As I recently took over the gavel as President of the Council for Agricultural Science and Technology, I was able to reflect on last spring’s Board of Directors meeting in Washington, D.C., as well as my recent trip to the CAST office in Ames and the World Food Prize in Des Moines. I am reminded of a simple yet significant quote by one of CAST’s past presidents, Dr. Mark Armfelt: “CAST does important work.” CAST’s legacy of communicating sound science, started by Dr. Norman Borlaug, has never been stronger and more exciting.
As I visited with agricultural professionals in D.C., I recognized the impact that CAST’s publications have on ag policy. I attended a Global Farmer’s Roundtable in Des Moines at the World Food Prize. Farmers from around the world discussed their challenges, none greater and more timely than access to biotechnology and acceptance of that technology by consumers. Dr. Armfelt’s words continue to run across my mind.
CAST has remained relevant due to the work of the staff, Executive Vice President Kent Schescke, and the boards (representatives, directors, and trustees). I have been so impressed by the engagement these groups have shown and how that commitment helps to further the mission of CAST to synthesize and communicate sound science. The publication output has never been stronger in CAST, and the future for 2019 is very bright. CAST has published six papers so far in 2018, with another potential paper soon to be released. All of this year’s publications have been well received, with no CAST paper ever being as popular as Genome Editing in Agriculture: Methods, Applications, and Governance. This paper will be presented to global ag policymakers and may shape the regulation of gene-edited crops throughout the world.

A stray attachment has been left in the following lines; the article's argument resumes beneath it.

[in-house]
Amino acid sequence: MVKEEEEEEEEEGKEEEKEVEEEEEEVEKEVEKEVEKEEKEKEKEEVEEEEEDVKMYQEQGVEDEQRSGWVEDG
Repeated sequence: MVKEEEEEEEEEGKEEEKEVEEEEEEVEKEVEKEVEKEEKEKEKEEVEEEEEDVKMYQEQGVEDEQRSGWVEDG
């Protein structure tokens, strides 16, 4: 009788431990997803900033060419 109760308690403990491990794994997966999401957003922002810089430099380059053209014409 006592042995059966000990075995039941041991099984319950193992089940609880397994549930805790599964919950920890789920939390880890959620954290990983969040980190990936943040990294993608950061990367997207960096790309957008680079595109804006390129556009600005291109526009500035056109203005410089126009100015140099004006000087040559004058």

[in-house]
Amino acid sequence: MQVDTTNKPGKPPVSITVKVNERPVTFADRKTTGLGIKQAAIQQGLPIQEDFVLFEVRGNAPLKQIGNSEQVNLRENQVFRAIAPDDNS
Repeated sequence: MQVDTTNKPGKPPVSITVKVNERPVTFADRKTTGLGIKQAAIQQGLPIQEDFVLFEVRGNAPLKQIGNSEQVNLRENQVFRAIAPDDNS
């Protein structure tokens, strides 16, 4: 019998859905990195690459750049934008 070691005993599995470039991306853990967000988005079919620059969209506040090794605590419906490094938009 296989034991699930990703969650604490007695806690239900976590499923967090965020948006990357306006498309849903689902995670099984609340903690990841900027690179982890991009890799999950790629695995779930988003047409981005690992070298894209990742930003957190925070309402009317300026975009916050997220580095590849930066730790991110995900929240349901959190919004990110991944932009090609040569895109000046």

As mentioned, CAST has several very interesting and important papers to be released in 2019. This is a testament to the CAST staff and boards’ abilities to create a proposal, create a task force, and keep authors on track for a timely release. When all of this happens in an efficient manner, the results are phenomenal. All of those involved in CAST have their fingerprints on publications in some way. I would encourage you to join CAST for a paper rollout if you have never done so before. While travel to the rollout may not always be feasible, look for other options, such as Facebook live or archived videos, to view the publication release. CAST, and agriculture in general, benefit when engagement and education are increased.
I’m humbled and excited to lead CAST in 2019. Everyone involved in CAST certainly feels the same excitement for the coming year. I am looking forward to increasing involvement of the boards, maintaining excellent publication output, and continuing CAST’s relevance to ag policy and science communication into the future.
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